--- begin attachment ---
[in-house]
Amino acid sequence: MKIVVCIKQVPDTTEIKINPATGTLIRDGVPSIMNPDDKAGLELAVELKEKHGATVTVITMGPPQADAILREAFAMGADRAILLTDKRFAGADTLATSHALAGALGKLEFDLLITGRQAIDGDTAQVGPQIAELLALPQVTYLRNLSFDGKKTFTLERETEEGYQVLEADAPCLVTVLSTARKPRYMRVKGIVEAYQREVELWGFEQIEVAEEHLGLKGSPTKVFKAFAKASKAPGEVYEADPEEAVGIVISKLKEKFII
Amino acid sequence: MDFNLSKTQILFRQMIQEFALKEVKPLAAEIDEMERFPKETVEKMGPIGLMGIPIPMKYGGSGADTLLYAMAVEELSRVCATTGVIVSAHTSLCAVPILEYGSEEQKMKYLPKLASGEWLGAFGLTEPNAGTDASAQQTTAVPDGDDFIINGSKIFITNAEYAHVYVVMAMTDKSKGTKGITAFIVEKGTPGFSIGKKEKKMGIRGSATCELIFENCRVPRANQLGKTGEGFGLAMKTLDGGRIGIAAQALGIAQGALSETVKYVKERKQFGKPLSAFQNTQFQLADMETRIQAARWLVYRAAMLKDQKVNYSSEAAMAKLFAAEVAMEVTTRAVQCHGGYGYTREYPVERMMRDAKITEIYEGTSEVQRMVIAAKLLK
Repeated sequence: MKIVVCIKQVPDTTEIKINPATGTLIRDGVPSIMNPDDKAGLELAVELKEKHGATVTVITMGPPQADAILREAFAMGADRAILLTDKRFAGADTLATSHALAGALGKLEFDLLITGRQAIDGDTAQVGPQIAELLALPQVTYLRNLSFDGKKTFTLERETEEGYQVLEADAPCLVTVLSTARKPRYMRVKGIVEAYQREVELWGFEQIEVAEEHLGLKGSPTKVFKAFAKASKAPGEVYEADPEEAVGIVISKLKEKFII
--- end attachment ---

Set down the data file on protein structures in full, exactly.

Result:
[in-house]
Amino acid sequence: MKIVVCIKQVPDTTEIKINPATGTLIRDGVPSIMNPDDKAGLELAVELKEKHGATVTVITMGPPQADAILREAFAMGADRAILLTDKRFAGADTLATSHALAGALGKLEFDLLITGRQAIDGDTAQVGPQIAELLALPQVTYLRNLSFDGKKTFTLERETEEGYQVLEADAPCLVTVLSTARKPRYMRVKGIVEAYQREVELWGFEQIEVAEEHLGLKGSPTKVFKAFAKASKAPGEVYEADPEEAVGIVISKLKEKFII
Amino acid sequence: MDFNLSKTQILFRQMIQEFALKEVKPLAAEIDEMERFPKETVEKMGPIGLMGIPIPMKYGGSGADTLLYAMAVEELSRVCATTGVIVSAHTSLCAVPILEYGSEEQKMKYLPKLASGEWLGAFGLTEPNAGTDASAQQTTAVPDGDDFIINGSKIFITNAEYAHVYVVMAMTDKSKGTKGITAFIVEKGTPGFSIGKKEKKMGIRGSATCELIFENCRVPRANQLGKTGEGFGLAMKTLDGGRIGIAAQALGIAQGALSETVKYVKERKQFGKPLSAFQNTQFQLADMETRIQAARWLVYRAAMLKDQKVNYSSEAAMAKLFAAEVAMEVTTRAVQCHGGYGYTREYPVERMMRDAKITEIYEGTSEVQRMVIAAKLLK
Repeated sequence: MKIVVCIKQVPDTTEIKINPATGTLIRDGVPSIMNPDDKAGLELAVELKEKHGATVTVITMGPPQADAILREAFAMGADRAILLTDKRFAGADTLATSHALAGALGKLEFDLLITGRQAIDGDTAQVGPQIAELLALPQVTYLRNLSFDGKKTFTLERETEEGYQVLEADAPCLVTVLSTARKPRYMRVKGIVEAYQREVELWGFEQIEVAEEHLGLKGSPTKVFKAFAKASKAPGEVYEADPEEAVGIVISKLKEKFII